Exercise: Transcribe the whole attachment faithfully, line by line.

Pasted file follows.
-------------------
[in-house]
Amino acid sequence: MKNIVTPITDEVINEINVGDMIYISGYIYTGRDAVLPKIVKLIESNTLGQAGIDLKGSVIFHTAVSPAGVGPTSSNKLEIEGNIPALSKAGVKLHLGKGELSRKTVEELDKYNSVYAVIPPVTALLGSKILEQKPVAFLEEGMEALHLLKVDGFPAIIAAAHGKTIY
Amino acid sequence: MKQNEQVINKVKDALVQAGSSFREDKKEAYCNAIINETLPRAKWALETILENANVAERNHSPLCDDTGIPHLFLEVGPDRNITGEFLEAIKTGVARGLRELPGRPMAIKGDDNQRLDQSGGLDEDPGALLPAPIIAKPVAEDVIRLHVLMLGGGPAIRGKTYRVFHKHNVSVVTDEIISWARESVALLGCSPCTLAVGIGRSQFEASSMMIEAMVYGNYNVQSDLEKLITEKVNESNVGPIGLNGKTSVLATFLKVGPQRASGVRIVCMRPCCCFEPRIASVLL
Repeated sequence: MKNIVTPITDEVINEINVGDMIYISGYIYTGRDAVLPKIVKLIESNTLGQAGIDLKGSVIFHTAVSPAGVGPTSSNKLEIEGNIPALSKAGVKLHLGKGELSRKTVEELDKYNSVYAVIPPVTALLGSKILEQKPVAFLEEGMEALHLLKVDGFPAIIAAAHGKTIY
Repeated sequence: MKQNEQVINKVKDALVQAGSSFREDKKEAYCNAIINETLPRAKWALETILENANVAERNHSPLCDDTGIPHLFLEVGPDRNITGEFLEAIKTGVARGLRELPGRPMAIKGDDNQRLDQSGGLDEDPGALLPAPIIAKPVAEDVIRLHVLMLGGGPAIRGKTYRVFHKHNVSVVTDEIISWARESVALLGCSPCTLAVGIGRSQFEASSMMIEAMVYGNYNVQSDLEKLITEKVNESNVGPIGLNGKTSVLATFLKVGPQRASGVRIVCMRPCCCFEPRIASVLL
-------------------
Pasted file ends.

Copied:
[in-house]
Amino acid sequence: MKNIVTPITDEVINEINVGDMIYISGYIYTGRDAVLPKIVKLIESNTLGQAGIDLKGSVIFHTAVSPAGVGPTSSNKLEIEGNIPALSKAGVKLHLGKGELSRKTVEELDKYNSVYAVIPPVTALLGSKILEQKPVAFLEEGMEALHLLKVDGFPAIIAAAHGKTIY
Amino acid sequence: MKQNEQVINKVKDALVQAGSSFREDKKEAYCNAIINETLPRAKWALETILENANVAERNHSPLCDDTGIPHLFLEVGPDRNITGEFLEAIKTGVARGLRELPGRPMAIKGDDNQRLDQSGGLDEDPGALLPAPIIAKPVAEDVIRLHVLMLGGGPAIRGKTYRVFHKHNVSVVTDEIISWARESVALLGCSPCTLAVGIGRSQFEASSMMIEAMVYGNYNVQSDLEKLITEKVNESNVGPIGLNGKTSVLATFLKVGPQRASGVRIVCMRPCCCFEPRIASVLL
Repeated sequence: MKNIVTPITDEVINEINVGDMIYISGYIYTGRDAVLPKIVKLIESNTLGQAGIDLKGSVIFHTAVSPAGVGPTSSNKLEIEGNIPALSKAGVKLHLGKGELSRKTVEELDKYNSVYAVIPPVTALLGSKILEQKPVAFLEEGMEALHLLKVDGFPAIIAAAHGKTIY
Repeated sequence: MKQNEQVINKVKDALVQAGSSFREDKKEAYCNAIINETLPRAKWALETILENANVAERNHSPLCDDTGIPHLFLEVGPDRNITGEFLEAIKTGVARGLRELPGRPMAIKGDDNQRLDQSGGLDEDPGALLPAPIIAKPVAEDVIRLHVLMLGGGPAIRGKTYRVFHKHNVSVVTDEIISWARESVALLGCSPCTLAVGIGRSQFEASSMMIEAMVYGNYNVQSDLEKLITEKVNESNVGPIGLNGKTSVLATFLKVGPQRASGVRIVCMRPCCCFEPRIASVLL